To counter "dumping" of cheap aluminium products, Mines Minister Piyush Goyal said he is in favour of imposing a Minimum Import Price (MIP) on the metal to "protect" the domestic industry.
The minister suggested that the MIP should be similar to the one imposed by the government for the steel sector, which too has been grappling with similar dumping from China, Japan, and South Korea, among others.
"My personal view is that an MIP on aluminium products should be imposed as I would like to protect the domestic aluminium industry. There is a strong case that dumping is happening and we need to correct it," Goyal told PTI.
India cannot become a dumping ground for cheap imported products and goods, he added.
When asked about the ministry's view, he said: "Well, you have to examine the merits and demerits of the matter. But this government is committed to saving the domestic industry from dumping of products by other countries."
He added that the ministry believes in a sustainable growth of domestic industry.
"We are examining all aspects and will take a decision on the matter in the near future. The Finance and Commerce Ministry, however, will take a final call on this (MIP on aluminium)," Goyal, who also holds charge of Power, Coal and Renewable Energy, said.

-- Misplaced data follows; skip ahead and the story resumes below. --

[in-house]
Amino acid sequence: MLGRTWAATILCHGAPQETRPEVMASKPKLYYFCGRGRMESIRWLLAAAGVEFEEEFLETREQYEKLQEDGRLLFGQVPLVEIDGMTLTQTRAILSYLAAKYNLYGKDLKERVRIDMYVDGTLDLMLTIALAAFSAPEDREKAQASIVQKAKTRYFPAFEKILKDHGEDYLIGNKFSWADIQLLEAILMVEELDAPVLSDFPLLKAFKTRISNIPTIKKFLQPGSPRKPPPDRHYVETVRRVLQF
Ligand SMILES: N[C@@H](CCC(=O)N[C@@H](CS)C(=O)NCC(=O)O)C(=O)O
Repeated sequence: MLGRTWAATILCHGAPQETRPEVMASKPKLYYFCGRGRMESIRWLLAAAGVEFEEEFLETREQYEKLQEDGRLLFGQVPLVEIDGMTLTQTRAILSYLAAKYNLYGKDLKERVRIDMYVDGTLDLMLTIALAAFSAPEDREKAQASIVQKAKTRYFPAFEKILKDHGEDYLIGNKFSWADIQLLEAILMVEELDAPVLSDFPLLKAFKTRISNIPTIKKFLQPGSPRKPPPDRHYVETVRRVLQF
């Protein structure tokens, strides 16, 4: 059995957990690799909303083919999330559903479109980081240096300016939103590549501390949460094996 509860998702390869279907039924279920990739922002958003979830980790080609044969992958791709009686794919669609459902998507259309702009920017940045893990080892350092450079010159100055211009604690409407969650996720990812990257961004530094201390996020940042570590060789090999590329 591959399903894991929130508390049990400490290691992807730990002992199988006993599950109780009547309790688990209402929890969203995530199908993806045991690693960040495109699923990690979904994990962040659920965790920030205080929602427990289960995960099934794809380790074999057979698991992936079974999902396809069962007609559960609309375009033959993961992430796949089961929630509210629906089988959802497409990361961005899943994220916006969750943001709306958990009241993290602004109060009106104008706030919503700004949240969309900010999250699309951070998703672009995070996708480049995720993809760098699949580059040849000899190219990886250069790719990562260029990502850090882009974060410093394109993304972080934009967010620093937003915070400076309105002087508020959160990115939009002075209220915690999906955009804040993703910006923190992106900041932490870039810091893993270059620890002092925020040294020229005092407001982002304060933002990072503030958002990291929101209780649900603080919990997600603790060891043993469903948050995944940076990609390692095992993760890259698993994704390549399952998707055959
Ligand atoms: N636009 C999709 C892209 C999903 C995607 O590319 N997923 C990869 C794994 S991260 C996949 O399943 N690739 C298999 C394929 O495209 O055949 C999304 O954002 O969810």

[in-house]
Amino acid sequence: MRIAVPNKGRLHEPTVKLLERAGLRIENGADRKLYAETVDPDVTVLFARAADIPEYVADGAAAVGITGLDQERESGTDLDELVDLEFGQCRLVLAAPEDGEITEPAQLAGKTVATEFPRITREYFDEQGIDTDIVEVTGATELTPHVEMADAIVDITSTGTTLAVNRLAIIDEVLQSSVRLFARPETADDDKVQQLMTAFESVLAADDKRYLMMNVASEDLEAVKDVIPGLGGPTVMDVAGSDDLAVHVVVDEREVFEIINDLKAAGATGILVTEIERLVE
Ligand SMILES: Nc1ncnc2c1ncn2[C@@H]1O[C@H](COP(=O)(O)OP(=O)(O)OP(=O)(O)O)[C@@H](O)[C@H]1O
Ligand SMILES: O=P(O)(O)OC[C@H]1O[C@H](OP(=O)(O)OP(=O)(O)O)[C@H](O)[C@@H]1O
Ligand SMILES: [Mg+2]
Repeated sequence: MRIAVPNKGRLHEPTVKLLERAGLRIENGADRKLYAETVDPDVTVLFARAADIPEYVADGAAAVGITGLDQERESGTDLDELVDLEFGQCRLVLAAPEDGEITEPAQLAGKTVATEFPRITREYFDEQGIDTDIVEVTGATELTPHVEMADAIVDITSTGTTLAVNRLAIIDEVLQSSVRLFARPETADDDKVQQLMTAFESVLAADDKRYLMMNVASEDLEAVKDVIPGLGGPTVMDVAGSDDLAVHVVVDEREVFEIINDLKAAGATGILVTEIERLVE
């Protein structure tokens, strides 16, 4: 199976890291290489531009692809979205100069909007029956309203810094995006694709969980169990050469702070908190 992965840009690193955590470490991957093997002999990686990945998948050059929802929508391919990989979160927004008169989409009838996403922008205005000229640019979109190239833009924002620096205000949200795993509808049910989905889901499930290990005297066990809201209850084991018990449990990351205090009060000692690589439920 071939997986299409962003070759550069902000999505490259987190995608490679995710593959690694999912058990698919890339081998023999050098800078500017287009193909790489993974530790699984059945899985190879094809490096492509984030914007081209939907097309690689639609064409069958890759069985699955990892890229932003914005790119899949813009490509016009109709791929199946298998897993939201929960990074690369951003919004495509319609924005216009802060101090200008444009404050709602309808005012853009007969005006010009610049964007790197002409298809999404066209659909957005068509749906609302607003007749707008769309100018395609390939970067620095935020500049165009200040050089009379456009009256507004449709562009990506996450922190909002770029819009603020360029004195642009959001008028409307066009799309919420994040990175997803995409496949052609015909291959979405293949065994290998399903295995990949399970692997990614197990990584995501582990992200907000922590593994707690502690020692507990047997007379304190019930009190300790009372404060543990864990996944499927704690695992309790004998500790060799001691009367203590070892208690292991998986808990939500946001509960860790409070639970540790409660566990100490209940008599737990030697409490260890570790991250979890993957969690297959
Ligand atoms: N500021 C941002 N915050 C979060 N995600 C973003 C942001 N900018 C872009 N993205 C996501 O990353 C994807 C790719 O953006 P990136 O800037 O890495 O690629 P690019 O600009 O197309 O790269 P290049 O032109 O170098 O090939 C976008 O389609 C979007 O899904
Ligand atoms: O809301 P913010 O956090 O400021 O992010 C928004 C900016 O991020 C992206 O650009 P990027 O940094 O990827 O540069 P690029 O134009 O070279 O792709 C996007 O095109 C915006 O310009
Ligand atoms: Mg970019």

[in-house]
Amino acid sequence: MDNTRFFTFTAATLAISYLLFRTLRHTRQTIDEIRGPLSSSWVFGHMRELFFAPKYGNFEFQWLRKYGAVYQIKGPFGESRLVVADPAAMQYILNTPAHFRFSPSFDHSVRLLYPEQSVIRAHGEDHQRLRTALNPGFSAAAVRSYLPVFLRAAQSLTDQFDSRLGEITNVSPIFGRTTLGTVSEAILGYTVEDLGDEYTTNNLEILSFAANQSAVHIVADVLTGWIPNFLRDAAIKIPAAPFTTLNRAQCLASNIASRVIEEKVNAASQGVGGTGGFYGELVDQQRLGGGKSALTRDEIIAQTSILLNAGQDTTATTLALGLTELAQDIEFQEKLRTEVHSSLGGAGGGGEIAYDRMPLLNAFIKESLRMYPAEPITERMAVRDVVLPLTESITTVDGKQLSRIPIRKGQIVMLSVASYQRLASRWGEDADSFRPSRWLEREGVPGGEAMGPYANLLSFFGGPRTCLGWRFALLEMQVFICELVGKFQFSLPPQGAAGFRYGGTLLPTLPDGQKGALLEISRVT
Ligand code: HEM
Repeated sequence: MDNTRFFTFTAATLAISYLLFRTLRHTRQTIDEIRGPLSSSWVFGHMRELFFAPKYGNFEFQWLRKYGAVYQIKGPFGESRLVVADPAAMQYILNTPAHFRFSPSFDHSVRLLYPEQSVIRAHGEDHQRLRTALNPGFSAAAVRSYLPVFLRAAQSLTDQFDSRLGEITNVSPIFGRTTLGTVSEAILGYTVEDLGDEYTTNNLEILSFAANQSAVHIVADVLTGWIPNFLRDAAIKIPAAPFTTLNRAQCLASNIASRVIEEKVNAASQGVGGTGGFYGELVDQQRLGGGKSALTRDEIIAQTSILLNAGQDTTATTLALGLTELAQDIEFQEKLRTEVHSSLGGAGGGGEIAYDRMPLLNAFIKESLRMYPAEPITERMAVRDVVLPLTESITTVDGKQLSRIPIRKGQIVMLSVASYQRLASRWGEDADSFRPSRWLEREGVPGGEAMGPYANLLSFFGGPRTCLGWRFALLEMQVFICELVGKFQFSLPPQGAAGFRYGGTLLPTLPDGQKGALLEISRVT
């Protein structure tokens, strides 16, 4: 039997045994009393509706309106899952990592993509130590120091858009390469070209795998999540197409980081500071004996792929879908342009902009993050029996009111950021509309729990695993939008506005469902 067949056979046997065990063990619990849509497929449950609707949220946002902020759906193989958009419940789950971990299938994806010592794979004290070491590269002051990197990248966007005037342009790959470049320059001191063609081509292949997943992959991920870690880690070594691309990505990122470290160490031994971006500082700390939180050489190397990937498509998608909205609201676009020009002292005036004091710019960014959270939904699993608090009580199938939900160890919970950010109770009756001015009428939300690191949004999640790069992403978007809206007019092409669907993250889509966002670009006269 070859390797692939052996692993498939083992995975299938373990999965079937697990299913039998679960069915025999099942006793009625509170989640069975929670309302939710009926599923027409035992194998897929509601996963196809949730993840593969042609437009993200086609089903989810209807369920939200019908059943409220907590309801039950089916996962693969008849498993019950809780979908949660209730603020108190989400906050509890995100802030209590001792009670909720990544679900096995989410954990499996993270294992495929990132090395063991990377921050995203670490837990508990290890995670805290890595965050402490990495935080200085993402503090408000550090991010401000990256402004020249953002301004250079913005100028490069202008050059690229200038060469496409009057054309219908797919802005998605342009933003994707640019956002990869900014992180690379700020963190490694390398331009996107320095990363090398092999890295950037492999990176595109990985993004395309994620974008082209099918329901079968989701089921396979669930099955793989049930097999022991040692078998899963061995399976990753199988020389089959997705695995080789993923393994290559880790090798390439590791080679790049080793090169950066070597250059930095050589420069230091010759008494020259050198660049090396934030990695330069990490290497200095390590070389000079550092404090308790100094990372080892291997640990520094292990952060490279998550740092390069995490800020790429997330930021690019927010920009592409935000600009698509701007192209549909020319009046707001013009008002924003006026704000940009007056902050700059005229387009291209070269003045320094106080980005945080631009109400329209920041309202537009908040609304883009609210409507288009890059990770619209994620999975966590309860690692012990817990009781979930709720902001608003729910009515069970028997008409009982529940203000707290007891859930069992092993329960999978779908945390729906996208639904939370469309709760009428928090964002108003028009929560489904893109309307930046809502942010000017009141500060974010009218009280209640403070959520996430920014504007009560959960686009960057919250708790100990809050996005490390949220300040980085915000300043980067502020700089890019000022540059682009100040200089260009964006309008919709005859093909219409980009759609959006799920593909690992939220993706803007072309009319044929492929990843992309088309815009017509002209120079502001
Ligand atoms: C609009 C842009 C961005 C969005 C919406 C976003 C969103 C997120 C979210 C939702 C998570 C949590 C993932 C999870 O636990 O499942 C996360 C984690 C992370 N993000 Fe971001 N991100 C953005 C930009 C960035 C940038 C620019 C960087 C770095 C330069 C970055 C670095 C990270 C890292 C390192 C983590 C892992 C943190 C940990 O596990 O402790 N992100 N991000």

On the report being prepared by the state-run consultancy firm Mecon on MIP for aluminium products, he said the report is basically on if an MIP is required for the aluminium sector.
On doubts being raised if it will lead to a conflict of interest, the minister said: "No, Mecon's job is to only provide the facts. They are not giving any recommendations.
Industry will provide the data and Mecon will compile them and present it."
Earlier this month, industry body Aluminium Association of India met Finance Minister Arun Jaitley and pitched for protective measures against cheap imports. Top officials from Vedanta, Nalco, Hindalco and Balco also made a case for imposing MIP on aluminium products.
It said China, the world's largest producer and consumer of metals, including aluminium, is exporting surplus quantities of the metal amid weak domestic demand.
According to industry data, primary aluminium producers incurred losses of around Rs 4,025 crore in the last fiscal, substantially higher than Rs 1,480 crore in 2014-15.
In order to protect the industry, government in Budget 2016-17 raised customs duty on primary aluminium to 7.5 per cent from 5 per cent, while levy on other aluminium products was hiked to 10 per cent from 7.5 per cent.